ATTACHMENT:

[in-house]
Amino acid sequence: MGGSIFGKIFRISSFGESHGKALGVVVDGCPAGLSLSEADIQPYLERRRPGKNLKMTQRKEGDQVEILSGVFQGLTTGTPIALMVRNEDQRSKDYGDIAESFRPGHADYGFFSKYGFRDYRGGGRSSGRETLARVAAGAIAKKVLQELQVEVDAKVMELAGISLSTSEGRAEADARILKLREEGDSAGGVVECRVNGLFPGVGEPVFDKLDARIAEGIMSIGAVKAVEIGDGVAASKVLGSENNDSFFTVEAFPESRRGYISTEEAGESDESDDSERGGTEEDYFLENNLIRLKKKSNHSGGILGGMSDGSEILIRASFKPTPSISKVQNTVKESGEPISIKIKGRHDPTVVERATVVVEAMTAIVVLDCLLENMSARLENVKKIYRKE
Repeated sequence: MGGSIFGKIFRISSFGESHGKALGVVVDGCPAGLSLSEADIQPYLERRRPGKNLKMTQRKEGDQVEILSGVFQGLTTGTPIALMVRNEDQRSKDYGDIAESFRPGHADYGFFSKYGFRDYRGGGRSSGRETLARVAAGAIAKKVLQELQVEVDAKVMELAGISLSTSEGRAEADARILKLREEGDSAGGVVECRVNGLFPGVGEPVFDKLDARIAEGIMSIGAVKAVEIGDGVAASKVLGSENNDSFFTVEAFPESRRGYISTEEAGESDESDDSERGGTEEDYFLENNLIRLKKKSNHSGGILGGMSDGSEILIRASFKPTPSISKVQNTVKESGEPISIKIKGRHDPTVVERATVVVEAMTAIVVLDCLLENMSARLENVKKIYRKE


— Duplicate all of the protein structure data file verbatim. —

[in-house]
Amino acid sequence: MGGSIFGKIFRISSFGESHGKALGVVVDGCPAGLSLSEADIQPYLERRRPGKNLKMTQRKEGDQVEILSGVFQGLTTGTPIALMVRNEDQRSKDYGDIAESFRPGHADYGFFSKYGFRDYRGGGRSSGRETLARVAAGAIAKKVLQELQVEVDAKVMELAGISLSTSEGRAEADARILKLREEGDSAGGVVECRVNGLFPGVGEPVFDKLDARIAEGIMSIGAVKAVEIGDGVAASKVLGSENNDSFFTVEAFPESRRGYISTEEAGESDESDDSERGGTEEDYFLENNLIRLKKKSNHSGGILGGMSDGSEILIRASFKPTPSISKVQNTVKESGEPISIKIKGRHDPTVVERATVVVEAMTAIVVLDCLLENMSARLENVKKIYRKE
Repeated sequence: MGGSIFGKIFRISSFGESHGKALGVVVDGCPAGLSLSEADIQPYLERRRPGKNLKMTQRKEGDQVEILSGVFQGLTTGTPIALMVRNEDQRSKDYGDIAESFRPGHADYGFFSKYGFRDYRGGGRSSGRETLARVAAGAIAKKVLQELQVEVDAKVMELAGISLSTSEGRAEADARILKLREEGDSAGGVVECRVNGLFPGVGEPVFDKLDARIAEGIMSIGAVKAVEIGDGVAASKVLGSENNDSFFTVEAFPESRRGYISTEEAGESDESDDSERGGTEEDYFLENNLIRLKKKSNHSGGILGGMSDGSEILIRASFKPTPSISKVQNTVKESGEPISIKIKGRHDPTVVERATVVVEAMTAIVVLDCLLENMSARLENVKKIYRKE